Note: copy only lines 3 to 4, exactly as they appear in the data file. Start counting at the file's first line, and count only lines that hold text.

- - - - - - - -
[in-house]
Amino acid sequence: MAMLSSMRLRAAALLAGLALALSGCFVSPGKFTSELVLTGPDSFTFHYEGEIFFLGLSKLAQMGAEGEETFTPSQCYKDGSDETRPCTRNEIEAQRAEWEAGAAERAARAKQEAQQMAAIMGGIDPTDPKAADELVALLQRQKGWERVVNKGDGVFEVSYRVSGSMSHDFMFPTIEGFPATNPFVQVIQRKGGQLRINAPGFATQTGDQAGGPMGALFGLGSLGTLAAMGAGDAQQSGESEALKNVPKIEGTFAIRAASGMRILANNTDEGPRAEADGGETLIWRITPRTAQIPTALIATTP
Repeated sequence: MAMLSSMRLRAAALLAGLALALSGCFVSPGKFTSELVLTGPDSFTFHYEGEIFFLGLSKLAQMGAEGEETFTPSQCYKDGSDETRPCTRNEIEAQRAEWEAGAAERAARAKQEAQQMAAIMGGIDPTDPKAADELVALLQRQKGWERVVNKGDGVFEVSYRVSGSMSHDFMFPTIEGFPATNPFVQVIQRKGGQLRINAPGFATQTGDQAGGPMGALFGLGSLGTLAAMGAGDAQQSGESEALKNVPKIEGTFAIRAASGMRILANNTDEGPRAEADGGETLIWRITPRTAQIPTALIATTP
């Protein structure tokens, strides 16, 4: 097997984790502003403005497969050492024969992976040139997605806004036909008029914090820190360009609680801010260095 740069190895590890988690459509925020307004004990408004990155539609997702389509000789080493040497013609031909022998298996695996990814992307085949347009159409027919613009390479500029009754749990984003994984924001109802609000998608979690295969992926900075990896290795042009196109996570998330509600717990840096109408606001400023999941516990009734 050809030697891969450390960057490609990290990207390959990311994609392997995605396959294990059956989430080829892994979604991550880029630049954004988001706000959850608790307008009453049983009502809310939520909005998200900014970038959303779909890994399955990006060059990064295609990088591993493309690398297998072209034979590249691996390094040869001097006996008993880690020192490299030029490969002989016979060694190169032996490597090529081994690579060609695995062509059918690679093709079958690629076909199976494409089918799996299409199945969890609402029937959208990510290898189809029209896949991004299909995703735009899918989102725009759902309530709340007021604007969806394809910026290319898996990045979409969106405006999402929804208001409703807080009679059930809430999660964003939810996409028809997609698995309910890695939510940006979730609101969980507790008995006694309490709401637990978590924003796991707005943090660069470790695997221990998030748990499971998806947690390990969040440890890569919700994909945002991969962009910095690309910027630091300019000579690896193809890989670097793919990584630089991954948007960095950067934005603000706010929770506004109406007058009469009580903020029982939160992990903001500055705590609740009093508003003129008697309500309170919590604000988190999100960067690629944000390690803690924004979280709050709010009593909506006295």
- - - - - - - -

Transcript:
Repeated sequence: MAMLSSMRLRAAALLAGLALALSGCFVSPGKFTSELVLTGPDSFTFHYEGEIFFLGLSKLAQMGAEGEETFTPSQCYKDGSDETRPCTRNEIEAQRAEWEAGAAERAARAKQEAQQMAAIMGGIDPTDPKAADELVALLQRQKGWERVVNKGDGVFEVSYRVSGSMSHDFMFPTIEGFPATNPFVQVIQRKGGQLRINAPGFATQTGDQAGGPMGALFGLGSLGTLAAMGAGDAQQSGESEALKNVPKIEGTFAIRAASGMRILANNTDEGPRAEADGGETLIWRITPRTAQIPTALIATTP
């Protein structure tokens, strides 16, 4: 097997984790502003403005497969050492024969992976040139997605806004036909008029914090820190360009609680801010260095 740069190895590890988690459509925020307004004990408004990155539609997702389509000789080493040497013609031909022998298996695996990814992307085949347009159409027919613009390479500029009754749990984003994984924001109802609000998608979690295969992926900075990896290795042009196109996570998330509600717990840096109408606001400023999941516990009734 050809030697891969450390960057490609990290990207390959990311994609392997995605396959294990059956989430080829892994979604991550880029630049954004988001706000959850608790307008009453049983009502809310939520909005998200900014970038959303779909890994399955990006060059990064295609990088591993493309690398297998072209034979590249691996390094040869001097006996008993880690020192490299030029490969002989016979060694190169032996490597090529081994690579060609695995062509059918690679093709079958690629076909199976494409089918799996299409199945969890609402029937959208990510290898189809029209896949991004299909995703735009899918989102725009759902309530709340007021604007969806394809910026290319898996990045979409969106405006999402929804208001409703807080009679059930809430999660964003939810996409028809997609698995309910890695939510940006979730609101969980507790008995006694309490709401637990978590924003796991707005943090660069470790695997221990998030748990499971998806947690390990969040440890890569919700994909945002991969962009910095690309910027630091300019000579690896193809890989670097793919990584630089991954948007960095950067934005603000706010929770506004109406007058009469009580903020029982939160992990903001500055705590609740009093508003003129008697309500309170919590604000988190999100960067690629944000390690803690924004979280709050709010009593909506006295």